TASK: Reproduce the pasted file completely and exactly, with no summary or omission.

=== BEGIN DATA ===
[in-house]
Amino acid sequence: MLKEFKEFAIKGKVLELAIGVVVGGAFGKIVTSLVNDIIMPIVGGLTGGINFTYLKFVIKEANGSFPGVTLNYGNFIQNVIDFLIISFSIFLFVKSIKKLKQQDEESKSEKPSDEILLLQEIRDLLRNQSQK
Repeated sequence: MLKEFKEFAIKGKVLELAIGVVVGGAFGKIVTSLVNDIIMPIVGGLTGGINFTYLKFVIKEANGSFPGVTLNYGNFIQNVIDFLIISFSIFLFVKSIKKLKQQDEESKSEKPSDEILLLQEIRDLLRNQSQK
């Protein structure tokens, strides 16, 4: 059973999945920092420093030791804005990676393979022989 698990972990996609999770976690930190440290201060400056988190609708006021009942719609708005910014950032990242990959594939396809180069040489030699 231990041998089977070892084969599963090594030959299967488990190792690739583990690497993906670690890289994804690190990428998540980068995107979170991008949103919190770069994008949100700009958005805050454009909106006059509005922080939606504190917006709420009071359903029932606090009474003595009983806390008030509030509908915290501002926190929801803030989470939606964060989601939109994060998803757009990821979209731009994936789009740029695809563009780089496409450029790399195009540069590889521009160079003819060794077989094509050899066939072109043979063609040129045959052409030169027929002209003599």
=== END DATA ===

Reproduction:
[in-house]
Amino acid sequence: MLKEFKEFAIKGKVLELAIGVVVGGAFGKIVTSLVNDIIMPIVGGLTGGINFTYLKFVIKEANGSFPGVTLNYGNFIQNVIDFLIISFSIFLFVKSIKKLKQQDEESKSEKPSDEILLLQEIRDLLRNQSQK
Repeated sequence: MLKEFKEFAIKGKVLELAIGVVVGGAFGKIVTSLVNDIIMPIVGGLTGGINFTYLKFVIKEANGSFPGVTLNYGNFIQNVIDFLIISFSIFLFVKSIKKLKQQDEESKSEKPSDEILLLQEIRDLLRNQSQK
């Protein structure tokens, strides 16, 4: 059973999945920092420093030791804005990676393979022989 698990972990996609999770976690930190440290201060400056988190609708006021009942719609708005910014950032990242990959594939396809180069040489030699 231990041998089977070892084969599963090594030959299967488990190792690739583990690497993906670690890289994804690190990428998540980068995107979170991008949103919190770069994008949100700009958005805050454009909106006059509005922080939606504190917006709420009071359903029932606090009474003595009983806390008030509030509908915290501002926190929801803030989470939606964060989601939109994060998803757009990821979209731009994936789009740029695809563009780089496409450029790399195009540069590889521009160079003819060794077989094509050899066939072109043979063609040129045959052409030169027929002209003599």